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11 Saving the ROM

The governing authority of the Royal Ontario Museum is the Board of Trustees, referred to here as the Board. The Board has 21 members, 15 appointed by the Lieutenant Governor of Ontario,

3 elected by ROM members, and 3 through the positions they occupy, namely: the ROM Director; the President of the U of T; and the Chair of the Governing Council of the U of T.

With many outstandingly successful business leaders and financial specialists, the current Board is chaired by an eminent executive, with extensive experience in the corporate and government sectors. In assuming the role of Board Chair, he made reference to the museum’s “ground-breaking research,” saying that “we will continue to build on ROM’s reputation as a welcoming and truly global cultural institution.” The museum’s research achievements and global status are attributable to the curators, currently at the lowest staff numbers in over half a century.

Needless to say, most of the museum information the Board receives during their quarterly meetings comes from the Director. He is a great speaker and has obviously impressed them, but the trustees do not have to work inside the new ROM he is creating.

The Board Policy

Changes are made to the Board Policy over the years and when I discovered the disturbing state of the ROM, late last year, I downloaded the policy—I had to see if there had been any major changes.

My primary concern was the mandate of the museum, which reads:

“ (a) The collection and exhibition of objects, documents, and books of any kind to illustrate and make known to the public the natural history of Ontario, Canada and the world;

(b) The collection and exhibition of objects, documents, and books of any kind to illustrate and make known to the public the history of man in all ages; and

(c) The promotion of education, teaching, research, public programs and publications in any or all fields referred to above.”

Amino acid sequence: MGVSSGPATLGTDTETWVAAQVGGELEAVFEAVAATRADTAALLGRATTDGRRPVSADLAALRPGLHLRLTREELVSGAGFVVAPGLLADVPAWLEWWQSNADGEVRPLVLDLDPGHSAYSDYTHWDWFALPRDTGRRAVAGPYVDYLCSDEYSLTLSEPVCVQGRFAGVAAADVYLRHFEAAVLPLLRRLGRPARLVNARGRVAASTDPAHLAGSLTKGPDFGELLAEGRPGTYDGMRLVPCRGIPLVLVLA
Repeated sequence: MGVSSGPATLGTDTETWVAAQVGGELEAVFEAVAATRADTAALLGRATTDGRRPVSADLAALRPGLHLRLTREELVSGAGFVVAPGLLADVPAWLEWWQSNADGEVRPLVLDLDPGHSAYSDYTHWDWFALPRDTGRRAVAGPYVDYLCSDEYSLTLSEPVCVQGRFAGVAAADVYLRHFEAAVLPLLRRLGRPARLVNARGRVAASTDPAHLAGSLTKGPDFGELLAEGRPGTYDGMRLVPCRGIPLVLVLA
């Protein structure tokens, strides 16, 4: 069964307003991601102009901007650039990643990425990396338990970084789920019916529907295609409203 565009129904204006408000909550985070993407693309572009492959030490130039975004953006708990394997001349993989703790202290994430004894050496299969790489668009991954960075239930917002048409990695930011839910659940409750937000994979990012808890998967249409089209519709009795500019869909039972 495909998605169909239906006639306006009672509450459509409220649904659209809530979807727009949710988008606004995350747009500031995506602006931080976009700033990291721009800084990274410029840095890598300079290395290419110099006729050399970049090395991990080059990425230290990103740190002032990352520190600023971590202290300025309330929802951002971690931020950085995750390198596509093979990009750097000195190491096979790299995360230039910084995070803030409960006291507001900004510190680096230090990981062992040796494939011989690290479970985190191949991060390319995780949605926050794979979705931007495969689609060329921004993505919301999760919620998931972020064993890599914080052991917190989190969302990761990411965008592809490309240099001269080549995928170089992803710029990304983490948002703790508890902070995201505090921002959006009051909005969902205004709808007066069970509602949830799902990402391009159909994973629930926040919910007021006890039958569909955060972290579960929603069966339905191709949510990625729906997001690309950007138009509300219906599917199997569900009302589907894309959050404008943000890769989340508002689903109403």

Fortunately, the mandate had not been changed and the ROM was still committed to natural history and culture—collecting, research, publishing and teaching—everything I did when I worked there as a curator. So how is this commensurate with reducing the curatorial staff to 16? Clearly the mandate is not being adhered to.

Following the Mandate heading is Vision, which reads that the ROM is:

“To be recognized globally as an essential destination for making sense of the changing natural and cultural worlds.”

The ROM's global recognition is attributable to the curators, curators conducting research on the collections they help to grow. Making their discoveries known worldwide through scholarly publications, popular articles, and media appearances, they are the ones maintaining the ROM's global recognition.

The images of Tyrannosaurus rex currently adorning the Queen's Park entrance reflects the work of ROM curator David Evans, one of the world's leading dinosaur researchers. If it were not for the curatorial staff, the ROM would lack global recognition and be little more than a provincial museum of little consequence.

Facing the facts

The ROM is a museum of nature and culture, NOT a museum of art, culture and nature as erroneously signified by the heading that now appears on the ROM website.

We are fortunate in Ontario to have so many wonderful art galleries, including the Art Gallery of Ontario (AGO), just 2 km from the ROM, housing over 70,000 works of art. And just across the street from the ROM is the Gardiner Museum, with over 5,000 object, primarily of ceramics. One of my favourite galleries is the McMichael Canadian Art Collection, in Vaughan, with its collection of over 6,500 paintings.

The addition of art collections to a museum of natural history and culture is incomprehensible. Would the addition of a dinosaur section to the AGO make any sense? Would anyone of sound mind add Egyptian mummies to the McMichael gallery?

I urge the Board of Trustees to make the extremely difficult but sound decision and remove the Director from office, along with his senior administrators. Their salaries can be used to rebuild the grossly depleted curatorial staff. The ROM can then return to the normality and collegiality of times past, as a museum of world renown.

Link to Board Policy:

The quotes from the Board Chair are from:


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